When considering gear for a voyaging boat, you likely think of a diesel engine or a multifunction display or a bank of batteries. But there’s another type of equipment that most voyaging boats, especially sailboats, can’t operate without: the simple but vital tool of rope. Without rope (line on a sailboat), sailing a boat offshore would be all but impossible. And while rope may seem like a fully developed product in the age of satphones, rope innovation continues. One example of this is Yale Cordage’s ULS Yacht Braid product, a rope for cruising boats that takes advantage of newer materials and new methods of manufacture.
A hundred years ago, the most prevalent type of line found on a boats was made of natural fibers like manila, sisal or hemp. The most frequently used and the strongest was three-strand manila rope, made from the fibers of the Abaca tree grown in the Philippines. Major rope manufactures like the Plymouth Cordage Company in Massachusetts spun massive amounts of manila rope for use on boats and applications ashore.
After WWII, though, natural fiber rope was doomed. Hydrocarbon-based synthetic fibers like nylon and polyester emerged. And these synthetics had big advantages: they’re stronger than natural fibers, and won’t rot or degrade from use like manila, far outlasting the natural fiber king. Another change was the movement away from three-strand twisted rope to braided ropes, usually with an inner core protected by a braided cover.
The improvement to Yale Cordage’s ULS Yacht Braid began with better source material. While Yale builds rope products for a wide variety of applications and industries, it doesn’t manufacture the starting point for rope: thin strands of polyester. It buys these from a supplier. “When we get it,” Skip Yale said, sales manager at Yale, “it looks like dental floss.”
These yarns are twisted together into thicker strands. The strands are then braided on machines that whirl at high speed like caffeine-addled spiders, producing the polyester core of the ULS rope. These cores are then sheathed with an outer braided cover.
According to Yale, the improvement to the source polyester fibers starts with more abrasion resistance due to better a quality polyester fiber and superior coatings.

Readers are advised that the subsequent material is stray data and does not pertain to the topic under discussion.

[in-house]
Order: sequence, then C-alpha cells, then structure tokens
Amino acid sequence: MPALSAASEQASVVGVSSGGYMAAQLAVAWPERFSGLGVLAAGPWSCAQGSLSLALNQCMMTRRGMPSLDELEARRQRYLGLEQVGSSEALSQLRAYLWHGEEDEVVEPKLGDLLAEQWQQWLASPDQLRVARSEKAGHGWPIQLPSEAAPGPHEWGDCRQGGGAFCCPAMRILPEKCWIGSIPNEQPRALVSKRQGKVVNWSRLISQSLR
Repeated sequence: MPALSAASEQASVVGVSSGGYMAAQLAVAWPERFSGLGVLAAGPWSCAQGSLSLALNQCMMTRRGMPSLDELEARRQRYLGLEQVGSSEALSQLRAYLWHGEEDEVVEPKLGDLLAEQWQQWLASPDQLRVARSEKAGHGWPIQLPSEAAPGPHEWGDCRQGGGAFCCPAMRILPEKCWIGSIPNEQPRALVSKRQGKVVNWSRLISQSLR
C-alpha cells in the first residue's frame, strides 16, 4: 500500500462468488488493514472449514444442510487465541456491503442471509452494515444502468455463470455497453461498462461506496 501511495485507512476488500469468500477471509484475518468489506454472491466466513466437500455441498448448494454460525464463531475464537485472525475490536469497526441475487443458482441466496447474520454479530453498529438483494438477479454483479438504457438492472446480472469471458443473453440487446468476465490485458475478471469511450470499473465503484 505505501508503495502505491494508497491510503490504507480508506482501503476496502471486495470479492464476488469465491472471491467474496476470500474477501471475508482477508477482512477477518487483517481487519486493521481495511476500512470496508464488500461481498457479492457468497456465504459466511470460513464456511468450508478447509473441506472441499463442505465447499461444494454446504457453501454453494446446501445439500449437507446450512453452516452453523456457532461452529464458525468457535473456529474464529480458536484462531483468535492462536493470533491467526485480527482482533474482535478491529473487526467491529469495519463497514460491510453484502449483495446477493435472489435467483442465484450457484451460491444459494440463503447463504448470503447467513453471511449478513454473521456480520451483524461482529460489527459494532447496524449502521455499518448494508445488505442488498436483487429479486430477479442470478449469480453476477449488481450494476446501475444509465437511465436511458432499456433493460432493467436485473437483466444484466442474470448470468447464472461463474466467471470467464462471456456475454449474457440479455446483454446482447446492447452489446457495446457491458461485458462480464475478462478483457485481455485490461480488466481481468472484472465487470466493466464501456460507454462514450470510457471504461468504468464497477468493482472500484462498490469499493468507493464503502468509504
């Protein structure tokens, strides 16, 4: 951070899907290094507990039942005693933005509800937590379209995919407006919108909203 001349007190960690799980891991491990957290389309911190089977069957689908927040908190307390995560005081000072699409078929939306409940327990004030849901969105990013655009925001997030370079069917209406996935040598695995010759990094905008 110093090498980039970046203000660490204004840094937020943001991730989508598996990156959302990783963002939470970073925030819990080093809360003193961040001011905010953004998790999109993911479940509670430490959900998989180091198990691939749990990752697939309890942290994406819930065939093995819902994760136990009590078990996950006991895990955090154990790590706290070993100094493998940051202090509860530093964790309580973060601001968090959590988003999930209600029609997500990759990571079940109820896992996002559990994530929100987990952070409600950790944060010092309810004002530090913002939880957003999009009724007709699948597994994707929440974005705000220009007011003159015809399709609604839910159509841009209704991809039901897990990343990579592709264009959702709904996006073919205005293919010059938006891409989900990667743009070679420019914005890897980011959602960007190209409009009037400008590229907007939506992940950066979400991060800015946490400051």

Improved source yarns are only part of the way Yale has worked up a better product, though. The other improvement, says Yale, is the way the rope is braided. “We’ve taken the braid angle and let it out a bit. Made the core more straight.”
Decreasing the braiding angle might seem counterintuitive — it might seem to make for a weaker rope rather than a stronger one. As Yale explains, however, rope is strongest when the fibers are lying parallel to each other; all being stressed on the same axis. The problem with such an arrangement of strands is that it isn’t much of a rope, there’s little to hold the strands together. That’s why the strands in a three-strand rope like manila are twisted so they stay together as a unit. In a braided rope, this is achieved by the braid. The braiding, while great for getting the strands to act as a unit, does make the strands lie less parallel. They cross each other at angle and this crossing causes abrasion and acts to weaken the rope slightly. In the same way that a knot in a rope — in which the rope can cross itself at sharp angles — weakens it.
So, the ULS (which stands for ultra-low stretch) Yacht Braid from Yale has a core with superior abrasion resistant fibers and has them braided in a way to make them slightly straighter and thus stronger.
In addition to the core, braided ropes also have a cover or sleeve. And for most polyester ropes the cover can provide up to half of the rope’s overall strength. According to Yale, in the ULS Yacht Braid case, the core/cover strength breakdown is 60/40. For those ropes with high tech fiber cores such as Kevlar or Dyneema, on the other hand, the core is doing all the work and the cover’s job is largely to protect the core from issues like abrasion and UV degradation from sunlight.
Rope remains an important tool across a wide variety of pursuits and industries, not just for use on voyaging boats. Some of the sectors that Yale Cordage supplies rope to include commercial marine, entertainment and theatrical, electric utilities, government and defense, inland marine, oil and gas, safety and rescue, mining, heavy lift, mooring, etc.
In his capacity as Yale’s point man for special applications, Skip Yale has worked on some “otherworldly” projects. Yale was involved in the design and testing of the lines for the parachute bridle used by the Perseverance rover when it landed on Mars in February 2021. Another science project for Yale was to make rope for lowering detectors into a series of holes bored in the Antarctic ice at the South Pole. The detectors formed an array called Ice Cube that can sense elusive subatomic particles called neutrinos.
From ice-bound neutrino arrays to halyards, sheets and mooring lines on voyaging vessels, the humble tool of good quality rope remains essential. n